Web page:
Monthly Archives: July 2015

I’m still on the come-down from last week. I’m sure it’s not just us but everything always seems to speed up for the last few days before a holiday. I think I’m successfully avoiding the ‘funk‘ but I do find it difficult to turn off school-mode.

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I don’t have any sort of work to do before next term and one of the only good things to come out of single status is I no longer have any guilt over the long holidays. I have however spent a fair amount of time so far reading about education, I know I’ll end up doing stuff on the school website in the next few weeks and at half eight yesterday morning I was reading the leaked assessment without levels report. Despite that I’m not really missing work.

The thing I am missing though is art. 2014 was a brilliant one for the work the pupils produced and the best results the school has ever seen (a bit about that here). This year has been just as good and even more ambitious, and I’m really hoping for the boys’ sake it’s just as successful.

art201505We don’t tend to produce the sort of work that springs to mind when I think of GCSE Art. There’s no ‘torn up newspaper background’ or ‘bright watercolour dripping eye’. Nothing wrong with that of course, we just don’t seem to do it. The room is set up with pupils in their own space and all their work up on boards that we shift round for each lesson (pro of four kids max at a time). We pop on art documentaries if they’re getting on and this year ‘Over Your Cities Grass Will Grow‘ about Anselm Keifer and some brilliant clips of Bernard Aubertin burning stuff willy-nilly have gone down a storm.

Many use the art room as a sanctuary (even staff if I’m honest). The art they produce really does reflect their state of mind. Kev’s bottomless art knowledge means we can art201502always chuck ideas at the boys to get them thinking and we can cater for different characters – the one that likes repetition and filling an IWB size piece of paper with thick, bold shapes; the one who likes detail and shuts himself in his own zone; the one obsessed with technology that distracts everyone in the room by never shutting up. We try to find something that fits. Last year the moderator seemed impressed at the massive scale of work produced and we really let them go for it this year (regretted it slightly when it came to displaying it all in our tiny room though).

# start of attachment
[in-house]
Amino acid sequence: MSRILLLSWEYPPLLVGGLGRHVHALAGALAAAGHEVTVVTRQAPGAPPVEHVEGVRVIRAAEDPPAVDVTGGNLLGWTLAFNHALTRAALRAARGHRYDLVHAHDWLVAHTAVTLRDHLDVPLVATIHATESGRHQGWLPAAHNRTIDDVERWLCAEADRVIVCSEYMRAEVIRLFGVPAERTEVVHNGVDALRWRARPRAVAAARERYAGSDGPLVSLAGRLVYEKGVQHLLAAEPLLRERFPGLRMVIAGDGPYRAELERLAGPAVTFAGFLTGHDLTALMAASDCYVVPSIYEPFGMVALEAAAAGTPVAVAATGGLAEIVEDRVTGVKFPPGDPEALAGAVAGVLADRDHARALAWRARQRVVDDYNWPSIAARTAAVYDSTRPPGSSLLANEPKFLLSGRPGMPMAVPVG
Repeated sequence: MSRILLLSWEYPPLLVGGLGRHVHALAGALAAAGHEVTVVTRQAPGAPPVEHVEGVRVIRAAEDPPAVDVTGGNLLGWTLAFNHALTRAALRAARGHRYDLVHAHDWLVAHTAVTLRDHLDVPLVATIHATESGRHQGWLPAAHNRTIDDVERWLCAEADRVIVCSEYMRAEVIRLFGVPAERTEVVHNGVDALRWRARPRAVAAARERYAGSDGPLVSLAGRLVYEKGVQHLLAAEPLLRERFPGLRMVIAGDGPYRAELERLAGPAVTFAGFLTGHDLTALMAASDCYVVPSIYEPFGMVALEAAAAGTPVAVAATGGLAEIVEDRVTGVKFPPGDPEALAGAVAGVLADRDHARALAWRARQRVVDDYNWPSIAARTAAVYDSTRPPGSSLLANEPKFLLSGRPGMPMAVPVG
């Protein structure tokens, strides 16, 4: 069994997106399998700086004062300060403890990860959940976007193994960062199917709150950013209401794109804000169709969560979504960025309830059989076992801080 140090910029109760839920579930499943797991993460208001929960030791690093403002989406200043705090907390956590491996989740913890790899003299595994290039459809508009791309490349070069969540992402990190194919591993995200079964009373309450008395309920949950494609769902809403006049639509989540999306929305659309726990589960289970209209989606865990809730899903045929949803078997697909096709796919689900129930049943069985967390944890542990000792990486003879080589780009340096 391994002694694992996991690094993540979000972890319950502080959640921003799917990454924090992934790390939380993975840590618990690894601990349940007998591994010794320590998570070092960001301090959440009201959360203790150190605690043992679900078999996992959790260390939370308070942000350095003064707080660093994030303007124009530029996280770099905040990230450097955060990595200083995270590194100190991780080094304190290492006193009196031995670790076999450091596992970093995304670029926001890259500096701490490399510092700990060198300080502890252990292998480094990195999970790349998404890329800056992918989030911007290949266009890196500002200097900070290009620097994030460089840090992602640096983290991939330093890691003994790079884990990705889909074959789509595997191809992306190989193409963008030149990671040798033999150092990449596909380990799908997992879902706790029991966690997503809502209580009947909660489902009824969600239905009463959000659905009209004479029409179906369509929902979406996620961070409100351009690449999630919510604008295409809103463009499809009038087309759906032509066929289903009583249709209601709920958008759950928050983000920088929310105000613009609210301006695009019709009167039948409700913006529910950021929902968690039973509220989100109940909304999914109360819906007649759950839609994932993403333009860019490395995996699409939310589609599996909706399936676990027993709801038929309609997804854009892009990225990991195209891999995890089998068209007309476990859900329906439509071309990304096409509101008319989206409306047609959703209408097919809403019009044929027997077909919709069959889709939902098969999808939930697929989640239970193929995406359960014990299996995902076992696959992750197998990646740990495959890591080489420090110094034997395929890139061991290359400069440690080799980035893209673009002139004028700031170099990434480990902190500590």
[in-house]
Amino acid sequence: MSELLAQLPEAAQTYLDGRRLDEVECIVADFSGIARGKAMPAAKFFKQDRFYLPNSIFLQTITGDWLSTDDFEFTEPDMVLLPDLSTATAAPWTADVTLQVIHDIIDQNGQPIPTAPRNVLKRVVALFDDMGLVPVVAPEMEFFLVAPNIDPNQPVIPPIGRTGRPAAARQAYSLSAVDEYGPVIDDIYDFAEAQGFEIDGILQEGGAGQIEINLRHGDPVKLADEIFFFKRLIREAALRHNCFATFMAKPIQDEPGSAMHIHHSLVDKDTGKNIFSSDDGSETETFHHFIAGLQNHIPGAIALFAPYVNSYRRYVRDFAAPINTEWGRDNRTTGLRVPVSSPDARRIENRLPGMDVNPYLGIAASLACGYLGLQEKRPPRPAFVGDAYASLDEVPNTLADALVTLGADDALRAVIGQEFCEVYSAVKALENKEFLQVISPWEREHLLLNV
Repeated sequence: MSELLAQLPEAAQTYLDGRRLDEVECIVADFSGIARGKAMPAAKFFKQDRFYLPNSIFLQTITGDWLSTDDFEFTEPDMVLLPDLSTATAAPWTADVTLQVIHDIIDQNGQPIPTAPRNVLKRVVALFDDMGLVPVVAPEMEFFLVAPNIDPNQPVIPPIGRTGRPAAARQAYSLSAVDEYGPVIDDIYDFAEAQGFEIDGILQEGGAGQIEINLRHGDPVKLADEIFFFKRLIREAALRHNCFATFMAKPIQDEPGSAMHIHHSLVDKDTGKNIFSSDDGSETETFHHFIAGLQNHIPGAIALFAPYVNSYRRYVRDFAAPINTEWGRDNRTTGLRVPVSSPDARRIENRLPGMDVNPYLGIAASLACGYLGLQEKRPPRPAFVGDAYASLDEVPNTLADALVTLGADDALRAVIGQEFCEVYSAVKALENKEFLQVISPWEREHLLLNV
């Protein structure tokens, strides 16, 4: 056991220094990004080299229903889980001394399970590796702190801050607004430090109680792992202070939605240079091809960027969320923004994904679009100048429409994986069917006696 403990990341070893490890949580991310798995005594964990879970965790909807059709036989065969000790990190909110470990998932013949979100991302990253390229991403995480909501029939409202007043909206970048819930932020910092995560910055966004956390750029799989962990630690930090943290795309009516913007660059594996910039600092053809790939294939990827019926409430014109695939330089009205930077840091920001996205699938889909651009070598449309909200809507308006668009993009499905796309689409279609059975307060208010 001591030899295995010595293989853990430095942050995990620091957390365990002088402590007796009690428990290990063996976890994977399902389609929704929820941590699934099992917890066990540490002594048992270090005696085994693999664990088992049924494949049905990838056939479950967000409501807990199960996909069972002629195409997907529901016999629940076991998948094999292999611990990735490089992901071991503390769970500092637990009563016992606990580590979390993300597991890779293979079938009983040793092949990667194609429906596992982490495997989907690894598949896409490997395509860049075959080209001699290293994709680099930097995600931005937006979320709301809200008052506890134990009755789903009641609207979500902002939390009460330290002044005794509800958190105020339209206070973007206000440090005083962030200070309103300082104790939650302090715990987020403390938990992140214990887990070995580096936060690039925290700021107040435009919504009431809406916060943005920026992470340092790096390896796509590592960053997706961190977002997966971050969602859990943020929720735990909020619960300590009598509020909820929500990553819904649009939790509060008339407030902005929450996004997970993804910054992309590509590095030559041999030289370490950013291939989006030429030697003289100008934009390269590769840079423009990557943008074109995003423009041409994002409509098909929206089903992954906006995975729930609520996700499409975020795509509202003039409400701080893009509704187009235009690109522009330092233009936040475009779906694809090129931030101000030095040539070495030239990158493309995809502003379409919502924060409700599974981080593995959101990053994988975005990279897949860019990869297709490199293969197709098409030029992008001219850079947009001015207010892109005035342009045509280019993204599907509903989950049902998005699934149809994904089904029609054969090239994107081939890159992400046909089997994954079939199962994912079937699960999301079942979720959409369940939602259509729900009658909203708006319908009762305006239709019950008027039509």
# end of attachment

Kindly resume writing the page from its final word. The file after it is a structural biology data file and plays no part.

Featured artists this year included Richard Serra, Tony Cragg, Basquiat, Rachel Whiteread, Kurt Schwitters, Mira Schendel, Gunther Uecker, Anselm Kiefer, David Nash, art201501Jean Tinguley, Arman, Bridget Reiley and even Eric Carle. There’s loads more but I can’t remember them all just now. Before we broke up we trawled the used books on Amazon and bought a load for the art room. There’s some brilliant stuff there. Kev’s well into the Zero art movement at the moment so I expect we’ll get more things like Uecker and Arman next year.

Kev and I have developed a way of working that really works. From the set up of the room to the way we mark. This year we’ve put together an assessment scheme for KS3 using our GCSE mark scheme that aims to get the pupils working on mini projects and hopefully KS4 ready. I’ll have to ask at some point if I can share what art201504we’ve done with the internet.

The argument for the place of creative subjects in the curriculum is played out regularly. I’m not going to bang on about it now. I do know that art has an important place in our school. Pupils who struggle to get a grade in core subjects are thriving in art and we will fight at every turn to give each of our pupils this opportunity. We’ve got a Richard Serra quote on the wall (heads up inspirational quote fans) ‘Work comes out of work’. All the kids know it, all the kids use it, and if you at any point decide to come and visit us, the chances are you’ll leave the room knowing it too.